We're fine with turning our backs on illegal children who want to leech time and energy from our school system and the poor teachers. After all, they don't belong here, and the less they learn and assimilate, the easier it'll be to find them and send them back to their country. As for a sick person who'll be infecting others - luckily that's why we have hospitals, health insurance, doctors, HMOs and a crappy-but-existant healthcare system. For our citizens. Maybe that'll teach citizens to either stay away from or report all illegal immigrants - especially the sick ones. Then they can be picked up and taken back to Mexico and the healthcare system Mexico offers its own citizens. You're a Mexican citizen, not an American - take up space in THEIR healthcare system! As for the idiots who don't go to school because their parents won't enroll them? We need better truance officers, I guess. You know, people on the lookout for children who aren't in school? Find the children, keep them off the streets (and preferably back in their own damned country if they weren't born here) - maybe then they'll learn the only lesson they need and probably wouldn't learn in school: You don't belong here, because you're not an American citizen!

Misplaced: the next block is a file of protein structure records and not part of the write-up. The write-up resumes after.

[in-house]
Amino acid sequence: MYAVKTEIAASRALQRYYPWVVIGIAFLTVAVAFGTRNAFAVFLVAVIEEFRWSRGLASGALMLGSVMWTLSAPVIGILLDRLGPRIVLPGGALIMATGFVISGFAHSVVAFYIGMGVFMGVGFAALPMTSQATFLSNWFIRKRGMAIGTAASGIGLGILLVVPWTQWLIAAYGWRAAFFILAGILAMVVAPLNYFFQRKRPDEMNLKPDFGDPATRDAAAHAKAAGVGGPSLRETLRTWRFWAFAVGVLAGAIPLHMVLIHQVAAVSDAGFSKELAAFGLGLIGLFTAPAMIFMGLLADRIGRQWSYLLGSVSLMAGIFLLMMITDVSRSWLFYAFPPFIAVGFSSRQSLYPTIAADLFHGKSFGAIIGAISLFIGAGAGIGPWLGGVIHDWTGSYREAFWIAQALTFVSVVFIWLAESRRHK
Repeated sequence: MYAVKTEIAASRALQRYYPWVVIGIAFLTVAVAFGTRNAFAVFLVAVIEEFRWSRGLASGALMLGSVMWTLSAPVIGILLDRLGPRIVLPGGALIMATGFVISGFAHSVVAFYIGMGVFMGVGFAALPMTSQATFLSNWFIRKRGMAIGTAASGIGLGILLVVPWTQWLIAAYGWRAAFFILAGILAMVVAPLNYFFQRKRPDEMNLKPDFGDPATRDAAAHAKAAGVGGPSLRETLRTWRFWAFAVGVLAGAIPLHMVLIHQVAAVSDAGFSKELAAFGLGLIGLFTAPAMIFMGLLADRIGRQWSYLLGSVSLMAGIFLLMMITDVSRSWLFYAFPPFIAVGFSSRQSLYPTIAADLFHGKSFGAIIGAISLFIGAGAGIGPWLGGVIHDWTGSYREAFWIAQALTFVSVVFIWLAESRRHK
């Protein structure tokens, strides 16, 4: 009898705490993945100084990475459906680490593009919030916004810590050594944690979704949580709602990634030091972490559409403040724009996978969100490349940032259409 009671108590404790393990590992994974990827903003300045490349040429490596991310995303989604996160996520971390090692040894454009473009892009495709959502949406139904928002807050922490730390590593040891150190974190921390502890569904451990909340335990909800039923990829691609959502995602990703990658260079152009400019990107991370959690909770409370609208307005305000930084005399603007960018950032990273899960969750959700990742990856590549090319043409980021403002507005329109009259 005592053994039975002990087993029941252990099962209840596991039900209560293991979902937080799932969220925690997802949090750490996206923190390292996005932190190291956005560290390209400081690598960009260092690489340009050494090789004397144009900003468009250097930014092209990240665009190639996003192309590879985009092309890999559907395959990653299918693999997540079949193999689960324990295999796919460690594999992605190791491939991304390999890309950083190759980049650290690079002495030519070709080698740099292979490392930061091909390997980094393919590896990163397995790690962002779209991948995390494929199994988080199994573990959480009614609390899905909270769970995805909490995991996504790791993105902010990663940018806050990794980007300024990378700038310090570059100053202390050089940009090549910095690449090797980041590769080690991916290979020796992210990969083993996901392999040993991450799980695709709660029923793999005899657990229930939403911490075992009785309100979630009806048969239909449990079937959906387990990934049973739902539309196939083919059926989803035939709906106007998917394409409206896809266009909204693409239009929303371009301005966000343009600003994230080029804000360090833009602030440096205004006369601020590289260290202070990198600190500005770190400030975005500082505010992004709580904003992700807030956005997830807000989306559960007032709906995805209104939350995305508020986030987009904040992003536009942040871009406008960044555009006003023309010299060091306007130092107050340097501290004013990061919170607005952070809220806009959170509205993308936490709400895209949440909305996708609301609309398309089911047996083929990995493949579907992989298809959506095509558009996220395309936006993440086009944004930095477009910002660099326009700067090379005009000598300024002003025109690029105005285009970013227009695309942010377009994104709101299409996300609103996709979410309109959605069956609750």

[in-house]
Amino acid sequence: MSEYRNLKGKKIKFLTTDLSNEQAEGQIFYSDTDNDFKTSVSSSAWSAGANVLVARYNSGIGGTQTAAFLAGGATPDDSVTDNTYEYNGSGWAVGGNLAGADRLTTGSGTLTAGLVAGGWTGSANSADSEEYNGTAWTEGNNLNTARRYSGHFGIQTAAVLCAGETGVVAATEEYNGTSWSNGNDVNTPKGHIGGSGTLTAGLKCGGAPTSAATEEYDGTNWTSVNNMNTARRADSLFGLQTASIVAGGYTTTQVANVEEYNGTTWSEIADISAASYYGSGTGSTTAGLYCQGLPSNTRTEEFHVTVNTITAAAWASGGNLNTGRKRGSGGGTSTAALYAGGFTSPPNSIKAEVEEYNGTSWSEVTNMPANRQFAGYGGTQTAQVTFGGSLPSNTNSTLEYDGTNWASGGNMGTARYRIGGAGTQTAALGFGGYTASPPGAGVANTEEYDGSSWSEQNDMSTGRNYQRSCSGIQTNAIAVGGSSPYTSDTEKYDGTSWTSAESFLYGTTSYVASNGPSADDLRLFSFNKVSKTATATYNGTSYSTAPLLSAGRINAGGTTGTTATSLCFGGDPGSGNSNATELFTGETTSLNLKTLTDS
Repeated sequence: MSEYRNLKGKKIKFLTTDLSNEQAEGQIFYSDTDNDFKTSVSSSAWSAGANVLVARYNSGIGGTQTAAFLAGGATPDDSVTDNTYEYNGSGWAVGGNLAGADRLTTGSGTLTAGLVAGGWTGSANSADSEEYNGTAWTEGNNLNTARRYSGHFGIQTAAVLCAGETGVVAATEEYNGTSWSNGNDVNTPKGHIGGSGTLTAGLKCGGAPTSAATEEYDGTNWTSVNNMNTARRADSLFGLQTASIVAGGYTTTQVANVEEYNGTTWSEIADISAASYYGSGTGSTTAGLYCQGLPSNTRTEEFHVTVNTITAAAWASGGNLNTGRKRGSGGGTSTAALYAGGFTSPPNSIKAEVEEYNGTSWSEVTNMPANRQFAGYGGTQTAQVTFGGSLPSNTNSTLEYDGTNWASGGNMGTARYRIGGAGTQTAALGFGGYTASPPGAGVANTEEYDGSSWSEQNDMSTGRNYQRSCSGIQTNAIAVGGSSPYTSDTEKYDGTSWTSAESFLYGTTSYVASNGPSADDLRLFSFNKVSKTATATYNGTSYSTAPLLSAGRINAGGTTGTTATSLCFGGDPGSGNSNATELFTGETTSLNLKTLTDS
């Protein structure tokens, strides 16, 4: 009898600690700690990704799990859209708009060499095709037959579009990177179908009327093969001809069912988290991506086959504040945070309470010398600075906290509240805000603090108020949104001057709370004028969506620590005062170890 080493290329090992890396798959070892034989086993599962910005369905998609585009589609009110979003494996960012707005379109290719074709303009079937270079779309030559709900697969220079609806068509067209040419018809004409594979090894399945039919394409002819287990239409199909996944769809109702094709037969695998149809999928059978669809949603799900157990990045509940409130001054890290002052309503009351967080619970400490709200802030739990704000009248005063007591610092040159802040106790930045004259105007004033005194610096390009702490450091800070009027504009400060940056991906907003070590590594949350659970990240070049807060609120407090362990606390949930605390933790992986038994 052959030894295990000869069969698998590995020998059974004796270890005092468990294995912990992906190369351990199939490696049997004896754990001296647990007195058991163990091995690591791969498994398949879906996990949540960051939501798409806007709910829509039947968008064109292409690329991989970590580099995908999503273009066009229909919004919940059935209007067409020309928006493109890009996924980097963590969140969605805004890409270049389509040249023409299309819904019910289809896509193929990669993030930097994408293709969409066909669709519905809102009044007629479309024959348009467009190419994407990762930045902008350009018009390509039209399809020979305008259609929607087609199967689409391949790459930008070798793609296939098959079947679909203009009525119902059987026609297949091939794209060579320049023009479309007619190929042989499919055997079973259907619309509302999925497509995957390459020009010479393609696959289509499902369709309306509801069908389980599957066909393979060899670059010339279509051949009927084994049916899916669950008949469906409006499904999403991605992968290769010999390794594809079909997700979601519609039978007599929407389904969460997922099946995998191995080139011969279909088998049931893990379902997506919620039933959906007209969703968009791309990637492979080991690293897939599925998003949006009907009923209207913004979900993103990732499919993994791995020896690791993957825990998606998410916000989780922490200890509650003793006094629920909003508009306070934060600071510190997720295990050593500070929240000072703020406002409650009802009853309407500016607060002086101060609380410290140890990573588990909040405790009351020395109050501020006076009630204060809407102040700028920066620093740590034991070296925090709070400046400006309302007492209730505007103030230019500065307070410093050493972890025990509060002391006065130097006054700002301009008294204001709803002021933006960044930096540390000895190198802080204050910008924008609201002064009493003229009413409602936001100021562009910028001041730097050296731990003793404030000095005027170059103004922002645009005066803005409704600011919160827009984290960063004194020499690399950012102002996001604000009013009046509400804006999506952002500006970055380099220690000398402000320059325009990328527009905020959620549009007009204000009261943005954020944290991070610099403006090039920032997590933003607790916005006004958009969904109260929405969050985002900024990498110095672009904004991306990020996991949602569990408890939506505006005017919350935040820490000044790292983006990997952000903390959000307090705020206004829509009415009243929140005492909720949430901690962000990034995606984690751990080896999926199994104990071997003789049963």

Me? I'm siding with Romney on this one. Sounds like there's actually a candidate who's as against illegal immigration as I'd LIKE our President to be. Unfortunately, I haven't heard much coming from him in the form of plans to put the opinion to action. That's what I'm waiting for. So Mitt, if you're out there, reading this - let me know...

...I've got PLENTY of ideas to share with you.

(Some of the Romney v. Giuliani info)





1 comment:

Immigration1 said...